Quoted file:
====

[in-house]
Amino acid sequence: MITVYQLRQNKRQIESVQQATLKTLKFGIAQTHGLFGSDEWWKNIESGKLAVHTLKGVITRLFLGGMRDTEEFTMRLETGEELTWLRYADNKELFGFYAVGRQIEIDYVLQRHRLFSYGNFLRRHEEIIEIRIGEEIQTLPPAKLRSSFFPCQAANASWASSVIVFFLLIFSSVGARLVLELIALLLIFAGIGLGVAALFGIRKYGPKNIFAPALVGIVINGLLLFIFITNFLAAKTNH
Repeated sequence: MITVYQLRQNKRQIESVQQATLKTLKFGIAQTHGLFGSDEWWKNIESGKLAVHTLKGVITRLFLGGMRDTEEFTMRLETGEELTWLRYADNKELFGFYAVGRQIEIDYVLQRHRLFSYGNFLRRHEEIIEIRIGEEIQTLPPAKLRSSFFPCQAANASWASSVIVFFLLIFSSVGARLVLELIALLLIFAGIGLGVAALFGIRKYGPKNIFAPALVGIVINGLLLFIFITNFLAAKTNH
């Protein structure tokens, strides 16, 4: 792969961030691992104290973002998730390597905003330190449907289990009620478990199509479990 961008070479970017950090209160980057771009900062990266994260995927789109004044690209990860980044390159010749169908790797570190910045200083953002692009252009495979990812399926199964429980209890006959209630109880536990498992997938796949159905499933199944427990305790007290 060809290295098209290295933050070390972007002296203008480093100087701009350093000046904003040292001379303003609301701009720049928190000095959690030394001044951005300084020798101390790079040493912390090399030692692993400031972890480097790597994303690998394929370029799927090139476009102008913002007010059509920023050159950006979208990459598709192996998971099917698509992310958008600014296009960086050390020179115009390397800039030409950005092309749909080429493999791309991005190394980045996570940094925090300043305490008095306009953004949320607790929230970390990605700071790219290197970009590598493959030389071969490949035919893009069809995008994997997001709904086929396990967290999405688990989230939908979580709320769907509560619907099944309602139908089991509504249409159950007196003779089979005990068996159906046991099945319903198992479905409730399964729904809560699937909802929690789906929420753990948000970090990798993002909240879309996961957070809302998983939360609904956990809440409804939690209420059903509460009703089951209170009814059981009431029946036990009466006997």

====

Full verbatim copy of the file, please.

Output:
[in-house]
Amino acid sequence: MITVYQLRQNKRQIESVQQATLKTLKFGIAQTHGLFGSDEWWKNIESGKLAVHTLKGVITRLFLGGMRDTEEFTMRLETGEELTWLRYADNKELFGFYAVGRQIEIDYVLQRHRLFSYGNFLRRHEEIIEIRIGEEIQTLPPAKLRSSFFPCQAANASWASSVIVFFLLIFSSVGARLVLELIALLLIFAGIGLGVAALFGIRKYGPKNIFAPALVGIVINGLLLFIFITNFLAAKTNH
Repeated sequence: MITVYQLRQNKRQIESVQQATLKTLKFGIAQTHGLFGSDEWWKNIESGKLAVHTLKGVITRLFLGGMRDTEEFTMRLETGEELTWLRYADNKELFGFYAVGRQIEIDYVLQRHRLFSYGNFLRRHEEIIEIRIGEEIQTLPPAKLRSSFFPCQAANASWASSVIVFFLLIFSSVGARLVLELIALLLIFAGIGLGVAALFGIRKYGPKNIFAPALVGIVINGLLLFIFITNFLAAKTNH
């Protein structure tokens, strides 16, 4: 792969961030691992104290973002998730390597905003330190449907289990009620478990199509479990 961008070479970017950090209160980057771009900062990266994260995927789109004044690209990860980044390159010749169908790797570190910045200083953002692009252009495979990812399926199964429980209890006959209630109880536990498992997938796949159905499933199944427990305790007290 060809290295098209290295933050070390972007002296203008480093100087701009350093000046904003040292001379303003609301701009720049928190000095959690030394001044951005300084020798101390790079040493912390090399030692692993400031972890480097790597994303690998394929370029799927090139476009102008913002007010059509920023050159950006979208990459598709192996998971099917698509992310958008600014296009960086050390020179115009390397800039030409950005092309749909080429493999791309991005190394980045996570940094925090300043305490008095306009953004949320607790929230970390990605700071790219290197970009590598493959030389071969490949035919893009069809995008994997997001709904086929396990967290999405688990989230939908979580709320769907509560619907099944309602139908089991509504249409159950007196003779089979005990068996159906046991099945319903198992479905409730399964729904809560699937909802929690789906929420753990948000970090990798993002909240879309996961957070809302998983939360609904956990809440409804939690209420059903509460009703089951209170009814059981009431029946036990009466006997």